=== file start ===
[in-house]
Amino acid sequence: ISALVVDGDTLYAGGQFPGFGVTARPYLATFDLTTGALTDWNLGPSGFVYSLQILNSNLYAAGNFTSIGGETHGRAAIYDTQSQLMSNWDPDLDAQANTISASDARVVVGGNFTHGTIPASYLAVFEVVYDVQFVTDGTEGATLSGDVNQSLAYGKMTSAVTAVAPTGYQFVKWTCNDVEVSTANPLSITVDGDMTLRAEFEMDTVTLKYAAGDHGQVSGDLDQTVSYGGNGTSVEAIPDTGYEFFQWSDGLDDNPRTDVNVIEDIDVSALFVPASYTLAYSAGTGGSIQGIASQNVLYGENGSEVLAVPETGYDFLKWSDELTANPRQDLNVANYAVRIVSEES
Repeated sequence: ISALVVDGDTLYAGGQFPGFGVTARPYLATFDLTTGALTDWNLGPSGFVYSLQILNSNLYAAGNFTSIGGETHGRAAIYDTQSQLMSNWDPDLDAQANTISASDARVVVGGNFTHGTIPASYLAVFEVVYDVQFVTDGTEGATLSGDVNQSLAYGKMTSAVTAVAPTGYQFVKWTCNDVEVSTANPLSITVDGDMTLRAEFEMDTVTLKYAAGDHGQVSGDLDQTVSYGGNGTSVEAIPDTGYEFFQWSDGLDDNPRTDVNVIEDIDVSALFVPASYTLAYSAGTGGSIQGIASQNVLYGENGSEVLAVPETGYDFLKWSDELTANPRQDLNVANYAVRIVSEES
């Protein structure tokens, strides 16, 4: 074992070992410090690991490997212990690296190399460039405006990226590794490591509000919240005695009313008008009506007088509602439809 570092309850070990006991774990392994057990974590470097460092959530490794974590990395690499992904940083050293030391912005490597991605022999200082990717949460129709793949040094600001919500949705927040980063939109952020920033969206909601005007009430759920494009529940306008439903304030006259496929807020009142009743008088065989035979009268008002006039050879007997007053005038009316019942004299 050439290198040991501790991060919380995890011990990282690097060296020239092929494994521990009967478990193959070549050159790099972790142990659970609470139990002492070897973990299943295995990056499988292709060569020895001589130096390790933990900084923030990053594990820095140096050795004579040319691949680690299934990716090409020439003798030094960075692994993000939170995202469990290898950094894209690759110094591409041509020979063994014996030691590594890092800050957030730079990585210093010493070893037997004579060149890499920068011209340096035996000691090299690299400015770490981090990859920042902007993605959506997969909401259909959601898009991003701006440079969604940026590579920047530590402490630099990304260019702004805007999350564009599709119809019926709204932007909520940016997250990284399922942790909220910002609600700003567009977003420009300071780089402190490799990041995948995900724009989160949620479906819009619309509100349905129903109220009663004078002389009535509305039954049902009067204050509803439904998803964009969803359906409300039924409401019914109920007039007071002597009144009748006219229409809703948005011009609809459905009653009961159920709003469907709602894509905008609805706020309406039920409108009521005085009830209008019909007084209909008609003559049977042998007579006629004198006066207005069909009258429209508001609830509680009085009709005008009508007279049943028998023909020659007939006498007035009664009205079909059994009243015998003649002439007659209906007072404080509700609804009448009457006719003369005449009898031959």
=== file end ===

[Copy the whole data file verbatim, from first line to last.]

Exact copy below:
[in-house]
Amino acid sequence: ISALVVDGDTLYAGGQFPGFGVTARPYLATFDLTTGALTDWNLGPSGFVYSLQILNSNLYAAGNFTSIGGETHGRAAIYDTQSQLMSNWDPDLDAQANTISASDARVVVGGNFTHGTIPASYLAVFEVVYDVQFVTDGTEGATLSGDVNQSLAYGKMTSAVTAVAPTGYQFVKWTCNDVEVSTANPLSITVDGDMTLRAEFEMDTVTLKYAAGDHGQVSGDLDQTVSYGGNGTSVEAIPDTGYEFFQWSDGLDDNPRTDVNVIEDIDVSALFVPASYTLAYSAGTGGSIQGIASQNVLYGENGSEVLAVPETGYDFLKWSDELTANPRQDLNVANYAVRIVSEES
Repeated sequence: ISALVVDGDTLYAGGQFPGFGVTARPYLATFDLTTGALTDWNLGPSGFVYSLQILNSNLYAAGNFTSIGGETHGRAAIYDTQSQLMSNWDPDLDAQANTISASDARVVVGGNFTHGTIPASYLAVFEVVYDVQFVTDGTEGATLSGDVNQSLAYGKMTSAVTAVAPTGYQFVKWTCNDVEVSTANPLSITVDGDMTLRAEFEMDTVTLKYAAGDHGQVSGDLDQTVSYGGNGTSVEAIPDTGYEFFQWSDGLDDNPRTDVNVIEDIDVSALFVPASYTLAYSAGTGGSIQGIASQNVLYGENGSEVLAVPETGYDFLKWSDELTANPRQDLNVANYAVRIVSEES
């Protein structure tokens, strides 16, 4: 074992070992410090690991490997212990690296190399460039405006990226590794490591509000919240005695009313008008009506007088509602439809 570092309850070990006991774990392994057990974590470097460092959530490794974590990395690499992904940083050293030391912005490597991605022999200082990717949460129709793949040094600001919500949705927040980063939109952020920033969206909601005007009430759920494009529940306008439903304030006259496929807020009142009743008088065989035979009268008002006039050879007997007053005038009316019942004299 050439290198040991501790991060919380995890011990990282690097060296020239092929494994521990009967478990193959070549050159790099972790142990659970609470139990002492070897973990299943295995990056499988292709060569020895001589130096390790933990900084923030990053594990820095140096050795004579040319691949680690299934990716090409020439003798030094960075692994993000939170995202469990290898950094894209690759110094591409041509020979063994014996030691590594890092800050957030730079990585210093010493070893037997004579060149890499920068011209340096035996000691090299690299400015770490981090990859920042902007993605959506997969909401259909959601898009991003701006440079969604940026590579920047530590402490630099990304260019702004805007999350564009599709119809019926709204932007909520940016997250990284399922942790909220910002609600700003567009977003420009300071780089402190490799990041995948995900724009989160949620479906819009619309509100349905129903109220009663004078002389009535509305039954049902009067204050509803439904998803964009969803359906409300039924409401019914109920007039007071002597009144009748006219229409809703948005011009609809459905009653009961159920709003469907709602894509905008609805706020309406039920409108009521005085009830209008019909007084209909008609003559049977042998007579006629004198006066207005069909009258429209508001609830509680009085009709005008009508007279049943028998023909020659007939006498007035009664009205079909059994009243015998003649002439007659209906007072404080509700609804009448009457006719003369005449009898031959």